Different companies place different priorities on the ability to recover production applications in case of a disaster. Some companies are very diligent in their approach. Others are blissfully ignorant of the entire concept. In general, larger companies tend to have more formal processes in place because they have so much more at risk if disaster strikes.
I worked for a large company in the past that tended to be more diligent than most. They had a strong commitment to disaster recovery that has been embedded in the culture for over 20 years. This focus started with the mainframe but has been adapted to cover the midrange and server platforms as well. This article will provide a general overview of the processes this company used to ensure that all business applications could be recovered in case of a disaster.
First, all production applications were classified in terms of their criticality to the business and how soon they would need to be up and running. Class 0 applications were up within one day, class 1 were within two days, and class 2 could wait up to two weeks to get back up. The last classification, class 3, had no time commitment to be recovered. In practice, this simply meant that the IT staff was not going to worry about class 3 applications if a disaster struck, although they technically could be recovered at a later date. However, because there was no commitment in place, it was theoretically possible that they would be unrecoverable. There were a lot of applications that fit this category.
Disaster recovery manuals
Class 0, 1, and 2 applications were each required to have a disaster recovery manual. These manuals had certain defined sections that walked through the process needed to properly back up and recover the application. The manuals could be simple for simple applications, but they could also be complex if the application was complicated.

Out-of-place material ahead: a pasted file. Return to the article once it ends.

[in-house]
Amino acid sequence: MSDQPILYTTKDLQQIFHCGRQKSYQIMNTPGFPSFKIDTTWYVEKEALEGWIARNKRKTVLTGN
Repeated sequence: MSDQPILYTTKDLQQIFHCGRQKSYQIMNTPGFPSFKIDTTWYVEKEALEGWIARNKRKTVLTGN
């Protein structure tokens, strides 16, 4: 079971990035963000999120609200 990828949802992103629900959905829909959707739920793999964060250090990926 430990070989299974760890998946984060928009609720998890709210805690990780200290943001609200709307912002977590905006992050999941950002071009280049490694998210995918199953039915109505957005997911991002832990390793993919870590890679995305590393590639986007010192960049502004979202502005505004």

The point of the manual was to enable someone who was unfamiliar with the application to successfully recover it. Remember, if a disaster struck, we might have to recover the applications at a third-party hotsite. There would not be space or hardware for every developer. So, it was possible that a small number of operations and development staff might have to get everything back up and running, even applications they were not familiar with. The disaster recovery manual would allow them to do that.
The key focus of the process was a mock disaster exercise that was held twice per year.
- The participants. Class 0 applications had to participate each time. Class 1 applications had to be recovered once per year. Class 2 applications participated once every two years.
- Planning. The operations group led the exercise, and each time it was planned well in advance. Two days were set aside for the exercise. A date was picked for the mock disaster, and the various participants were allowed to make sure that they had the appropriate backups for that date available. In other companies, these exercises are held by surprise, but at this company that was seen as too disruptive. So it was planned so that people could build the time into their schedule.